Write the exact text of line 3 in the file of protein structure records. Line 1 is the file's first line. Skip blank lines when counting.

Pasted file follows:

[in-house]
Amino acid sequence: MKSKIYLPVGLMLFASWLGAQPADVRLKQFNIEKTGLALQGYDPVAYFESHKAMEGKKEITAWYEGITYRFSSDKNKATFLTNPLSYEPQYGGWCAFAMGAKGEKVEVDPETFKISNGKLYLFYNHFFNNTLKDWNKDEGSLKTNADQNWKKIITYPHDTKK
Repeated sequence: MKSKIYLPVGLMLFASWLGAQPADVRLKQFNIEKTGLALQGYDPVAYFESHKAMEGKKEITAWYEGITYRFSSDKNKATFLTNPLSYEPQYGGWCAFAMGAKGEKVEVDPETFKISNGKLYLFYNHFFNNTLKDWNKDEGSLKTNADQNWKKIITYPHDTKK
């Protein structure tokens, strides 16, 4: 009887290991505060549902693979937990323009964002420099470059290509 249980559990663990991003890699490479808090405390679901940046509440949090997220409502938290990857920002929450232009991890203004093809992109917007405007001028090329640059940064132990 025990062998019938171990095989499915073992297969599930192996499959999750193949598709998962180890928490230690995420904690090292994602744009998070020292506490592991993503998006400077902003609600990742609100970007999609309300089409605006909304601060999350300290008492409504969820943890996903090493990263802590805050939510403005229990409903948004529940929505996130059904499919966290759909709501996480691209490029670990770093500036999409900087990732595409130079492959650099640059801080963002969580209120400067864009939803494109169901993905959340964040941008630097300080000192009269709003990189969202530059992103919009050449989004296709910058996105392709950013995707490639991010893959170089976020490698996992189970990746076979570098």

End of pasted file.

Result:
Repeated sequence: MKSKIYLPVGLMLFASWLGAQPADVRLKQFNIEKTGLALQGYDPVAYFESHKAMEGKKEITAWYEGITYRFSSDKNKATFLTNPLSYEPQYGGWCAFAMGAKGEKVEVDPETFKISNGKLYLFYNHFFNNTLKDWNKDEGSLKTNADQNWKKIITYPHDTKK